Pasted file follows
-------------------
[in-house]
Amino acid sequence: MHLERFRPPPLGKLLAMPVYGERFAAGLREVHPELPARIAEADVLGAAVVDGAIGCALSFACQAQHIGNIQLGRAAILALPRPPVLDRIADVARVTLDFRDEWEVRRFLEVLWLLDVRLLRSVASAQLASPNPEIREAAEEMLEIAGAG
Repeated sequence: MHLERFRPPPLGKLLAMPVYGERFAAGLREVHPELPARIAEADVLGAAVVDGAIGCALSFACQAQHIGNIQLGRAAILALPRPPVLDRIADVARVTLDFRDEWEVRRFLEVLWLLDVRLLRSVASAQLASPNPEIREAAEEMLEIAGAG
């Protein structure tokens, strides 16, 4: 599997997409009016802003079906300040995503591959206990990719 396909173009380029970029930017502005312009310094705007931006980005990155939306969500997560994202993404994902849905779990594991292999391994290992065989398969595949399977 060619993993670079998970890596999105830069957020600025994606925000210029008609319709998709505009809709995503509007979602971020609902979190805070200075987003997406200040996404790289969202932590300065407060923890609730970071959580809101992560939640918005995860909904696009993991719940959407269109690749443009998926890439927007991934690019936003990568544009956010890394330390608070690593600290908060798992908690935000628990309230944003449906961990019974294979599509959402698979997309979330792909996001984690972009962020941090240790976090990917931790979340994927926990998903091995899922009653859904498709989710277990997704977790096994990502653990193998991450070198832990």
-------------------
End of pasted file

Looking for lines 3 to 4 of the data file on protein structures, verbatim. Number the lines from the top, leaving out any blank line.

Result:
Repeated sequence: MHLERFRPPPLGKLLAMPVYGERFAAGLREVHPELPARIAEADVLGAAVVDGAIGCALSFACQAQHIGNIQLGRAAILALPRPPVLDRIADVARVTLDFRDEWEVRRFLEVLWLLDVRLLRSVASAQLASPNPEIREAAEEMLEIAGAG
């Protein structure tokens, strides 16, 4: 599997997409009016802003079906300040995503591959206990990719 396909173009380029970029930017502005312009310094705007931006980005990155939306969500997560994202993404994902849905779990594991292999391994290992065989398969595949399977 060619993993670079998970890596999105830069957020600025994606925000210029008609319709998709505009809709995503509007979602971020609902979190805070200075987003997406200040996404790289969202932590300065407060923890609730970071959580809101992560939640918005995860909904696009993991719940959407269109690749443009998926890439927007991934690019936003990568544009956010890394330390608070690593600290908060798992908690935000628990309230944003449906961990019974294979599509959402698979997309979330792909996001984690972009962020941090240790976090990917931790979340994927926990998903091995899922009653859904498709989710277990997704977790096994990502653990193998991450070198832990």